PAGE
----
Contrasting effects of clonidine and diazepam on tests of working memory and planning
- Cite this article as:
- Coull, J.T., Middleton, H.C., Robbins, T.W. et al. Psychopharmacology (1995) 120: 311. doi:10.1007/BF02311179
- 134 Downloads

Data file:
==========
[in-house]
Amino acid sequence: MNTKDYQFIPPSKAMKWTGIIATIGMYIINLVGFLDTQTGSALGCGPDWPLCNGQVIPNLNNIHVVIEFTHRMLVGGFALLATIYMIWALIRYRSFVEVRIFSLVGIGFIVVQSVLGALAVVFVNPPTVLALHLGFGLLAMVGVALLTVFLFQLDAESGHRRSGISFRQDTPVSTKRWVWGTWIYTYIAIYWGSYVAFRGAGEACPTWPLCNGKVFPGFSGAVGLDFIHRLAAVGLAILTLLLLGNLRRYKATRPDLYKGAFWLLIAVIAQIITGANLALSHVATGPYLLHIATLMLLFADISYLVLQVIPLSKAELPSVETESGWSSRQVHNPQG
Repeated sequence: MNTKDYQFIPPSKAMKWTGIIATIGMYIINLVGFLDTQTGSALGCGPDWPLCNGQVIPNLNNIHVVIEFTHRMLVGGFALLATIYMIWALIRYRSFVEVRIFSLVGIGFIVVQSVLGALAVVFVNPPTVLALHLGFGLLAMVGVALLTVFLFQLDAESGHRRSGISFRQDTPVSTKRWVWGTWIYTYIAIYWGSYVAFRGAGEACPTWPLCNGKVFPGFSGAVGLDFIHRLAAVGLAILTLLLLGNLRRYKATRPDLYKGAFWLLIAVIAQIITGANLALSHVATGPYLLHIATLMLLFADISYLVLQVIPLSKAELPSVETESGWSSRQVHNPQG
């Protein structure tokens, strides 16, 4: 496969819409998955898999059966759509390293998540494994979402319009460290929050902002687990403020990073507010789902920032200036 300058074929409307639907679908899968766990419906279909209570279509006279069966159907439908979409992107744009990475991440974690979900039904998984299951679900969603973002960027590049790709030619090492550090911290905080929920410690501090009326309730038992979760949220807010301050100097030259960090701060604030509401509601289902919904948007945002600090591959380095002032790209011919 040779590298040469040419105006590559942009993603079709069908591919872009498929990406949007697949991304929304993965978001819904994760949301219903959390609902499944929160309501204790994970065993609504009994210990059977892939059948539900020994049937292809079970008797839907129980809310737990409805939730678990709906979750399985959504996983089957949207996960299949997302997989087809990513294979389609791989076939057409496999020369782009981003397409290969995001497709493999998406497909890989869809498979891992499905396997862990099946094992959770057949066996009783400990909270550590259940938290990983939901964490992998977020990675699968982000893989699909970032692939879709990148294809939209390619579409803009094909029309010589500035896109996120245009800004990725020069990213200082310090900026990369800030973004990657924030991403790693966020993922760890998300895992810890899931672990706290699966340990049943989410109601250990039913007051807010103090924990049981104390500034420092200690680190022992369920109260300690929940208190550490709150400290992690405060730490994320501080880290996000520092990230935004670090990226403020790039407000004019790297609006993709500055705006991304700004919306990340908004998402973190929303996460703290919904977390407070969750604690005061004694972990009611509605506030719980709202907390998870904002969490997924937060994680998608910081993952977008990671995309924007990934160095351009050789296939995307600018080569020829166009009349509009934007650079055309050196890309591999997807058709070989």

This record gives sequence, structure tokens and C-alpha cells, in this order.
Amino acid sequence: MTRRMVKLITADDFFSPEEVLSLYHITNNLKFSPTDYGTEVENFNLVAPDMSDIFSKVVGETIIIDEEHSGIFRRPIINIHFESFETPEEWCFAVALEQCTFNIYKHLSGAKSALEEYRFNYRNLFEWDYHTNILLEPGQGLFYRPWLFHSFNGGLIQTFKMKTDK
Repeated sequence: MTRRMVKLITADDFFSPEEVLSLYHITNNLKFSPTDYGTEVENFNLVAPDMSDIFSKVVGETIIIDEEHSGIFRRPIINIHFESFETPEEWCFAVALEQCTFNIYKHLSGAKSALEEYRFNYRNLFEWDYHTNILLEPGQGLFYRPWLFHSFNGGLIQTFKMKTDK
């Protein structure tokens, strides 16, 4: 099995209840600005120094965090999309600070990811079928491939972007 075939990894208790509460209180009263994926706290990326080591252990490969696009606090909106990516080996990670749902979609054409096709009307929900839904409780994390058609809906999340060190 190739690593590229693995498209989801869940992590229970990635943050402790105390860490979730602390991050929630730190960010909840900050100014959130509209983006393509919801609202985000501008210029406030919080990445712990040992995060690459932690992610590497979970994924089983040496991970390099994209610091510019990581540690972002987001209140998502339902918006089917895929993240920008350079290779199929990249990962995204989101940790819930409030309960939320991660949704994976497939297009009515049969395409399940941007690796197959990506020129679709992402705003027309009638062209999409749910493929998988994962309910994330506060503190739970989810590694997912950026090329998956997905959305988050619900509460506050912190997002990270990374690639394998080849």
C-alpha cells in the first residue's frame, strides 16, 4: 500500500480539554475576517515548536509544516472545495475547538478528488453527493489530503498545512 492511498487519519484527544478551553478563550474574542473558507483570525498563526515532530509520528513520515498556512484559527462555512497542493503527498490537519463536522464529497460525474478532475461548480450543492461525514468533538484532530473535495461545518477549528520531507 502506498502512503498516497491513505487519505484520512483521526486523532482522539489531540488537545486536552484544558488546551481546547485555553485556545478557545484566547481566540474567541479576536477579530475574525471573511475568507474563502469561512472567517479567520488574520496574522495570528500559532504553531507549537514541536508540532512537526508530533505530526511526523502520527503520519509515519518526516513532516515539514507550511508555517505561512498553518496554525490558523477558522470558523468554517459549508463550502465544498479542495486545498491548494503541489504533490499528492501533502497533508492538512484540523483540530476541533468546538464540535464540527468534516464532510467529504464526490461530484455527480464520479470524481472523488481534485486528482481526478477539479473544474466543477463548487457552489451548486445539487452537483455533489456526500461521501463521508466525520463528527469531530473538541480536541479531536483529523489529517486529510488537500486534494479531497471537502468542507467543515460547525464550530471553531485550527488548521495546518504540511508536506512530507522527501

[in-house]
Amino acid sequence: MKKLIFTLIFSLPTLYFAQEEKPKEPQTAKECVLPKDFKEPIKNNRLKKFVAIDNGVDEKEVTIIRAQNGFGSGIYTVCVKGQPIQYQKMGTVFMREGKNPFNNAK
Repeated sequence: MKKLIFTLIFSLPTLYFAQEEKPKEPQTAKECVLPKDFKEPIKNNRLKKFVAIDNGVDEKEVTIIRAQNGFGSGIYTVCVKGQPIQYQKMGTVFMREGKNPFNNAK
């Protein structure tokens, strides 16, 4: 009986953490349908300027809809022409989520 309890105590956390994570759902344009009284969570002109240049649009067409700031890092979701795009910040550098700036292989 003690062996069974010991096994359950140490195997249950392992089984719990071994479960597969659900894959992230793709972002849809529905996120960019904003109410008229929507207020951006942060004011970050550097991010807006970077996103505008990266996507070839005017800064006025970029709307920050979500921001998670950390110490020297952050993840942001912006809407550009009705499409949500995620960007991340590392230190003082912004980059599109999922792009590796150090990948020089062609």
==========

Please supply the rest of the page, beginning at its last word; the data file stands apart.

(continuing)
Theα2 adrenoceptor has recently been implicated in working memory (WM), a function dependent on the integrity of the prefrontal cortex. Using a double-blind, placebo-controlled design, the present investigation examines the effects of two doses (1.5 µg/kg and 2.5 µg/kg) of the mixedα1/α2 adrenoceptor agonist clonidine (CLO) on performance of various computerised tests of WM and planning in healthy, young volunteers. These are compared to the effects produced by two doses (5 mg and 10 mg) of diazepam (DZP) on largely the same set of neuropsychological tests in a comparable set of subjects. Administration of CLO resulted in impulsivity of responding in a planning task, as well as differential dose-dependent effects on two analogous tests of spatial and visual WM. The nature of these effects were suggestive of mnemonic, rather than executive, dysfunction. Conversely, DZP produced specific deficits on tests of spatial WM and planning very similar to those seen following lesions to the frontal lobes. Therefore, these two sedative drugs produce doubly dissociable, dose-dependent effects on different aspects of cognitive function.